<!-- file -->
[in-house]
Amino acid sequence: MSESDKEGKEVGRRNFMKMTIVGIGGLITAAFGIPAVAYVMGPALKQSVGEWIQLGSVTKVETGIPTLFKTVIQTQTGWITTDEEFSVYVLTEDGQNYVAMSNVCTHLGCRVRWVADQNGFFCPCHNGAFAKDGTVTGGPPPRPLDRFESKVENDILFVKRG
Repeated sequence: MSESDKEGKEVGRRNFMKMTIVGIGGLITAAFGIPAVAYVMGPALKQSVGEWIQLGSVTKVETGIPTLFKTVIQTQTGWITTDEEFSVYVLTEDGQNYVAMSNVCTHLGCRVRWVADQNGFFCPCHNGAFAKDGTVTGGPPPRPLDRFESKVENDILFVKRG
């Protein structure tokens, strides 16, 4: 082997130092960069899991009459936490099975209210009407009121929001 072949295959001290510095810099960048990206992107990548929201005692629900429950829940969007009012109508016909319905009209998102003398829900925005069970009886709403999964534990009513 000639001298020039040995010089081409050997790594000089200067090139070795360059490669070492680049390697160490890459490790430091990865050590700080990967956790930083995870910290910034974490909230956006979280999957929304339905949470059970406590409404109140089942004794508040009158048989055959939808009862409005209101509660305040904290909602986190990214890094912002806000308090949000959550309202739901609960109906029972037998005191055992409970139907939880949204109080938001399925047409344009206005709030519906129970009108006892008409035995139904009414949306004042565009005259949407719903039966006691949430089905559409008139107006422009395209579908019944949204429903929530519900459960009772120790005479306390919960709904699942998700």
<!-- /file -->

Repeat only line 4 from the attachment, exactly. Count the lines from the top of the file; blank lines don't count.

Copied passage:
């Protein structure tokens, strides 16, 4: 082997130092960069899991009459936490099975209210009407009121929001 072949295959001290510095810099960048990206992107990548929201005692629900429950829940969007009012109508016909319905009209998102003398829900925005069970009886709403999964534990009513 000639001298020039040995010089081409050997790594000089200067090139070795360059490669070492680049390697160490890459490790430091990865050590700080990967956790930083995870910290910034974490909230956006979280999957929304339905949470059970406590409404109140089942004794508040009158048989055959939808009862409005209101509660305040904290909602986190990214890094912002806000308090949000959550309202739901609960109906029972037998005191055992409970139907939880949204109080938001399925047409344009206005709030519906129970009108006892008409035995139904009414949306004042565009005259949407719903039966006691949430089905559409008139107006422009395209579908019944949204429903929530519900459960009772120790005479306390919960709904699942998700």